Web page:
FOR IMMEDIATE RELEASE
Wednesday, May 26, 2010
CONTACT OFFICE OF PUBLIC AFFAIRS
Commerce Secretary Gary Locke Talks About the Promise of Clean Energy with Indonesian University Students
Locke discusses challenges, opportunities in Indonesian clean energy market with local AmCham
U.S. Commerce Secretary Gary Locke held a town hall meeting today with students and faculty at the University of Indonesia Depok Campus, where he highlighted the importance of innovation in creating new clean energy technologies. He noted Indonesia’s geographic advantages in providing resources that can be used for renewable and clean energy solutions and stressed the importance of clean technologies to entrepreneurship and the potential their development has to create millions of new jobs, while also improving the environment. Locke took questions submitted live via Twitter and video was live-streamed over the Internet on Kompas-TV, the video channel of leading Indonesian newspaper Kompas.
“This effort is not limited to one country; both Indonesia and the United States can benefit from cooperating on clean energy development,” Locke said during his town hall meeting with students. “The United States, Indonesia and the entire world are counting on bright, motivated people like all of you to discover the new clean energy technologies that could help put millions of our people to work in high-skill, high-wage jobs.”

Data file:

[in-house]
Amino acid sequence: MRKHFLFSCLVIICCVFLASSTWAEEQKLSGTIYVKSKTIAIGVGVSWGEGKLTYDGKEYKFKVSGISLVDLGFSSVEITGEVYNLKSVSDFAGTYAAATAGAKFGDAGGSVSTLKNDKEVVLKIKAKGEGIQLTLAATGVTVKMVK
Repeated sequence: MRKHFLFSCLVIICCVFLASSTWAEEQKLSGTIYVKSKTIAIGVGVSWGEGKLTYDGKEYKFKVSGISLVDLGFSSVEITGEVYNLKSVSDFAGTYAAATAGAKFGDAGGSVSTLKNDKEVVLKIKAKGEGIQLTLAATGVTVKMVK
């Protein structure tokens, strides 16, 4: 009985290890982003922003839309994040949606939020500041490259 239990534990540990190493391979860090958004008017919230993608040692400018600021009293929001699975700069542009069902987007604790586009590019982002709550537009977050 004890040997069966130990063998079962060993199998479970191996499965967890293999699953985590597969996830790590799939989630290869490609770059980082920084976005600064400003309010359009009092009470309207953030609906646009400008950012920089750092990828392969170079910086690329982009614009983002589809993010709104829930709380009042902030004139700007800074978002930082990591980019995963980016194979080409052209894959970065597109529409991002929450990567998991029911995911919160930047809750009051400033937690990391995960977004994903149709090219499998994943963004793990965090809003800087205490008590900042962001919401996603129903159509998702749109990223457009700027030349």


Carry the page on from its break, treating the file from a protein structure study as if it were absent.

Locke added, “With your talent, your creativity and your ingenuity, you can be a leader in the effort to combat climate change. You can be the innovators and entrepreneurs that help us build a 21st century, clean energy economy.”
Later, Locke addressed the American Chamber of Commerce in Indonesia, noting the commitment Indonesian leaders have made to aggressive clean energy goals, while also encouraging them to open up more industries to foreign investment, including small power plants that currently limit investment from U.S. firms.
“As I talk to American business leaders, the overriding concern that I hear is that there is often not enough government transparency,” Locke said. “Businesses frequently don’t know what the rules are, how they will be enforced, or how decisions are made. This is particularly true at the local level.”
Renewable energy currently provides only 7 percent of Indonesia’s energy, mostly from hydro and geothermal power; however, an emerging consensus that renewable energy can create jobs, reduce carbon emissions and sustain economic growth is leading to opportunities across this sector. With more than 40 percent of the world’s known geothermal resources, opportunities for biomass-based power and micro-hydro projects, thousands of miles of oceanfront for wave and off-shore wind developments, and an equatorial climate for solar energy, Indonesia is poised to become a leading renewable energy market.
Locke’s visit to Indonesia immediately followed visits to Hong Kong, Shanghai and Beijing, China, and is the final stop on his clean energy business development trade mission. The mission had a goal of advancing President Obama’s National Export Initiative – which aims to double U.S. exports within five years to support two million American jobs.